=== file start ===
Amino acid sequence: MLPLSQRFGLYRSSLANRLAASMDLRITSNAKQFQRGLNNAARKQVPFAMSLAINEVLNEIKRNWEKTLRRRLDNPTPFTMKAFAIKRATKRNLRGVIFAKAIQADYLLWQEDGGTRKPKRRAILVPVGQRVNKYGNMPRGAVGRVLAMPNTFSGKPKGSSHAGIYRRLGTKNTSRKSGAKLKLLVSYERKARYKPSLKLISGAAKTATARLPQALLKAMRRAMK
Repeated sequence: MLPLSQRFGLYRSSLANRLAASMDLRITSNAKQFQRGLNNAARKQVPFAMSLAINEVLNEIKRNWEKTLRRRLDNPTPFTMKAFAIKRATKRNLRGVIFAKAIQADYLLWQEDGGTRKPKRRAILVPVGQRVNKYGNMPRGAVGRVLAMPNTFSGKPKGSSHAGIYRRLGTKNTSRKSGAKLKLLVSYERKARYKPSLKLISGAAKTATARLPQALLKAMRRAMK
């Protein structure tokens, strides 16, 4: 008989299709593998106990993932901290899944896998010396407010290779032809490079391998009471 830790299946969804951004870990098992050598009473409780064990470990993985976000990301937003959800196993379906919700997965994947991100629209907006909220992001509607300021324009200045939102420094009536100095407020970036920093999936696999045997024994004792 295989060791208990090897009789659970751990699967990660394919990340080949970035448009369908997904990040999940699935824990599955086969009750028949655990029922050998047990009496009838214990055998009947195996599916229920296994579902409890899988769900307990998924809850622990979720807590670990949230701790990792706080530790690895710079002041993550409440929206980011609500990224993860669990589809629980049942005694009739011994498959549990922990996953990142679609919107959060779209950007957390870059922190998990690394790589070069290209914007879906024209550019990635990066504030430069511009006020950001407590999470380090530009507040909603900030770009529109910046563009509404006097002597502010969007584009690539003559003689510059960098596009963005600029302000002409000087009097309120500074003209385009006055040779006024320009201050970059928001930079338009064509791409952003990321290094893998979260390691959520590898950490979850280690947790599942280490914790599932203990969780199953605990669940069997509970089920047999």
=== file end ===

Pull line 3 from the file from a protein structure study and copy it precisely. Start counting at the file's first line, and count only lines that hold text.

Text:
């Protein structure tokens, strides 16, 4: 008989299709593998106990993932901290899944896998010396407010290779032809490079391998009471 830790299946969804951004870990098992050598009473409780064990470990993985976000990301937003959800196993379906919700997965994947991100629209907006909220992001509607300021324009200045939102420094009536100095407020970036920093999936696999045997024994004792 295989060791208990090897009789659970751990699967990660394919990340080949970035448009369908997904990040999940699935824990599955086969009750028949655990029922050998047990009496009838214990055998009947195996599916229920296994579902409890899988769900307990998924809850622990979720807590670990949230701790990792706080530790690895710079002041993550409440929206980011609500990224993860669990589809629980049942005694009739011994498959549990922990996953990142679609919107959060779209950007957390870059922190998990690394790589070069290209914007879906024209550019990635990066504030430069511009006020950001407590999470380090530009507040909603900030770009529109910046563009509404006097002597502010969007584009690539003559003689510059960098596009963005600029302000002409000087009097309120500074003209385009006055040779006024320009201050970059928001930079338009064509791409952003990321290094893998979260390691959520590898950490979850280690947790599942280490914790599932203990969780199953605990669940069997509970089920047999």